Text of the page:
I’d been in my first home for two months—the first house I’d purchased, anyway—when I learned about the woman across the street. My next-door neighbor Ann, an energetic retiree always trimming Bonsai in her sidewalk garden—don’t worry, she’s Japanese and has the right to do so—asked me if I’d heard the gunfire in the night. I’d heard nothing. Or if I had noticed anything, I’d assumed it was city noise, a car backfiring, kids playing with fireworks. But no, before I’d woken up this morning, the street had been filled with ambulances and cop cars, people in housecoats. Since I’d missed it, Ann’s spiderweb brow furrowed, and I wasn’t quite sure why. My bedroom’s at the back of the house, and I take a hardy dose of amitriptyline every night. I felt a little judged, as though Ann thought I’d slept through the commotion only because I didn’t care. Or maybe she just wanted more details. A woman’s husband had killed himself, and I was the newbie who could say nothing more interesting than, “Who?”

I’d noticed the woman’s Jetta when I’d first toured the house. Her bumper stickers had played a small role in convincing me to move to this neighborhood. Not Today Satan. Think Education Is Expensive? Try Ignorance. Maybe it’s silly these everyday slogans reassured me, but as a slight, single, forty-eight-year-old gay man whose entire family is dead—hence the inheritance, hence the house—I’m always on the lookout for threats and allies. After moving here, while I was out walking my pointer mutts, James and Ivory, I’d often clocked her car and the countless progressive yard signs that dot this lush Southeast Portland neighborhood. I now lived in a welcoming city, I’d told myself. This was my home. I’d be okay.

I’ve experienced a lot of death in my life. All of my grandparents. My parents. An uncle I adored. My mentor in undergrad. My mentor in grad school. A dozen friends to AIDS back in the day. To my absolute shock, an ex-boyfriend had died of a heroin overdose a decade after we’d broken up. My ex-fiancé, seven years after we’d called it off, essentially drank herself to death. And then, finally, my stepmom, who’d given me eighty-five percent of her estate. All of this is to say, I know most people don’t know how to respond to grief. People you thought were good friends can just disappear. People say clumsy things or show up a month after you really needed them. Hell, I sympathize. I still don’t know what to do either. Especially in this case, I was confounded. This woman didn’t know me at all. We hadn’t so much as waved to each other. I had to ask Ann if she had kids, and she said she didn’t. Her name was Stace, Ann thought. Short for Stacy.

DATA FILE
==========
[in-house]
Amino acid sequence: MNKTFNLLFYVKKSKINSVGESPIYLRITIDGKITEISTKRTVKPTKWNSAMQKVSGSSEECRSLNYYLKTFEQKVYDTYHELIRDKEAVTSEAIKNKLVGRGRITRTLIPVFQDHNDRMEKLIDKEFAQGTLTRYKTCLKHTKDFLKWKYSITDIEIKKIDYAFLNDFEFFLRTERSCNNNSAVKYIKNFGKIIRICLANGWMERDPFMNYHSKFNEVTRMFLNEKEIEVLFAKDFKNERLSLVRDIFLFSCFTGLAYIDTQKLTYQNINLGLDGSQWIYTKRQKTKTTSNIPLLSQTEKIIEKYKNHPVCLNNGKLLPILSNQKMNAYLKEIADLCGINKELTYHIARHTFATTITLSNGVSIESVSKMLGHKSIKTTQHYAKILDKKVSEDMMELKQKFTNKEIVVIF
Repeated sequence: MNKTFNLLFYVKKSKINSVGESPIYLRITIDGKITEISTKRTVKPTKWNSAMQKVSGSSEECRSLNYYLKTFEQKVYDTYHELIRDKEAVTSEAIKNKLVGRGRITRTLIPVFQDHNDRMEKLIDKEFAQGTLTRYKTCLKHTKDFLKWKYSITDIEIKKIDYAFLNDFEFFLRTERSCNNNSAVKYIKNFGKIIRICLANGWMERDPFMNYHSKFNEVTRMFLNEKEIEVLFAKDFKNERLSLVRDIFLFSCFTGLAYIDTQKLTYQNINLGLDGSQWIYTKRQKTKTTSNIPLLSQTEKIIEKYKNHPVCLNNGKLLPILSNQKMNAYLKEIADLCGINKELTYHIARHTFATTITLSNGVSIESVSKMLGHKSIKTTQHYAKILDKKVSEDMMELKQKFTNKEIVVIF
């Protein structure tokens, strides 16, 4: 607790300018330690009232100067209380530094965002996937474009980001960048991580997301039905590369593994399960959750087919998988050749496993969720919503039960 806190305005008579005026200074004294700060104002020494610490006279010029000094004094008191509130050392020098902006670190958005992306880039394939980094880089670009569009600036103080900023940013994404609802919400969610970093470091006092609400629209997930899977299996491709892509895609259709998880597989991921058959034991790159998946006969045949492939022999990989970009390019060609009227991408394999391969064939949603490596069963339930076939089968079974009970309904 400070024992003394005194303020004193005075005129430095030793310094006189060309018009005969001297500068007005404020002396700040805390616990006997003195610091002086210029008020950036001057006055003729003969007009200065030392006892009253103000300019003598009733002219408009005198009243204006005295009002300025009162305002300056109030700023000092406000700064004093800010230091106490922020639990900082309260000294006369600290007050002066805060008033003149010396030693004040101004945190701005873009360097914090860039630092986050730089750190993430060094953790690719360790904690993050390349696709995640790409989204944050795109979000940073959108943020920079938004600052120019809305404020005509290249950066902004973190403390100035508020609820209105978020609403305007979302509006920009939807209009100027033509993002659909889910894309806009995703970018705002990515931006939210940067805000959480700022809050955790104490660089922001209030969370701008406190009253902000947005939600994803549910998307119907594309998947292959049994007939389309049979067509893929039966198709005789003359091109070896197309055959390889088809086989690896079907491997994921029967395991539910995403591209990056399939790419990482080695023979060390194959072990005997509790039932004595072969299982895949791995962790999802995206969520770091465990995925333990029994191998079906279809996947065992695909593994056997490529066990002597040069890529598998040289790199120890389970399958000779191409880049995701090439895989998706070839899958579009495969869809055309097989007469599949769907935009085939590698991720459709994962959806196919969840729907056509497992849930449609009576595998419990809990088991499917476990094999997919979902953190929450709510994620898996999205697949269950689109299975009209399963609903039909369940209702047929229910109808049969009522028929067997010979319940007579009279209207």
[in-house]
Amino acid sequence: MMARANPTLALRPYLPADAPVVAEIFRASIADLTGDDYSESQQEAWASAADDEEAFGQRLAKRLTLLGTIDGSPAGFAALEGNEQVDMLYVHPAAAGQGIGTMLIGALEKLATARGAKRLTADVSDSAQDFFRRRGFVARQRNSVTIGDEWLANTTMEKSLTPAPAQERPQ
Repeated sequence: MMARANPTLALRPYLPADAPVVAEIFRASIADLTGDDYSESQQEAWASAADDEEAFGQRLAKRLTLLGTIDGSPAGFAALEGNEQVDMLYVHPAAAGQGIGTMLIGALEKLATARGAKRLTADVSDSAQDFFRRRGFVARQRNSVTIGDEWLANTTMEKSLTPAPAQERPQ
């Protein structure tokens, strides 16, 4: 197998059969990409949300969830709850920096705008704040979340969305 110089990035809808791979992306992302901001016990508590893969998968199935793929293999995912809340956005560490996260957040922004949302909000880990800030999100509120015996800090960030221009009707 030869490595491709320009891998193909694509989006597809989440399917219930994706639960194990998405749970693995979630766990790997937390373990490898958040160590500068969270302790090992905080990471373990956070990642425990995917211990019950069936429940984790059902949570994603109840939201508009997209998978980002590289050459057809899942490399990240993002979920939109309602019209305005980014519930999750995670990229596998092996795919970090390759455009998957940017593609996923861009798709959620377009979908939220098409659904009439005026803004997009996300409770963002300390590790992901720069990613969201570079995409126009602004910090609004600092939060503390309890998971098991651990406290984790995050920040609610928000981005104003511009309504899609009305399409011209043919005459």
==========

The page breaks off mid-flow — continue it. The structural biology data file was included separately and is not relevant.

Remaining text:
Because I’m originally from Louisiana, my first thought was to leave a casserole on Stace’s porch. But it was summer, and the food might’ve gone bad by the time she’d figured out some weirdo had left perishables on her doormat and run off without knocking. I didn’t want any awkwardness. Like so many people, I told myself I didn’t want to intrude, but the truth was I was afraid—afraid she might start crying, and then I would cry because I’m a big crybaby, and what a way to meet your neighbor. Or maybe she’d hate casseroles or be allergic to something. Again, I did not know this woman, and it wasn’t my place to do anything. At least that’s what I told myself.

Two weeks later, just by chance, I was mowing my lawn, and the woman came out of her house. She was dressed in a navy business suit and had a big purse and thermos. She looked like she was going to work, and it broke my heart all over again to think we live in a country where people are allowed no more than a few weeks to grieve before they have to get back to it. This was the first time I’d seen her after the suicide. Her mauve curtains had been drawn for the entire two weeks, and her ryegrass lawn had bloated with weeds and daffodils. After a moment’s hesitation, I shut off my mower.

“Pardon me,” I said, walking toward her, still in the street.

She opened her car door and looked at me through bug-eyed sunglasses.

“Hi,” I said and stopped on the sidewalk. “You’re Stace, right? I’m Daniel. I live across the street. Would you—would you mind if I mowed your lawn?”

My nervousness, once blurted, sounded almost like exasperation, as though I were angry with her for trashing up the neighborhood. I tried to correct this with a smile, but I’m not sure I knew how to calibrate my face.

She said, “Uh, why?”

“I just,” I said. “I like mowing grass.”

This was a goddamn lie. A lie so bald, it nearly would’ve been a lie for everyone on planet Earth.

Stace ripped a laugh but caught herself, held it together. “That would be nice,” she said, looking down, her voice cracking.

“Sweet,” I said, trying to sound casual but instead sounding like the straightest of bros, which—believe it or not—was not a posture I thought would help this situation. I considered telling her right then and there I was gay—just a harmless gay—but I didn’t trust myself to stick that landing either. Maybe a little nellier than I actually am, I said, “I’ll hop to it in a jiff. You have a good day now.” I turned, and a passing car stopped me in my tracks. I waved to Stace, and then returned to my lawnmower, limbs buzzing.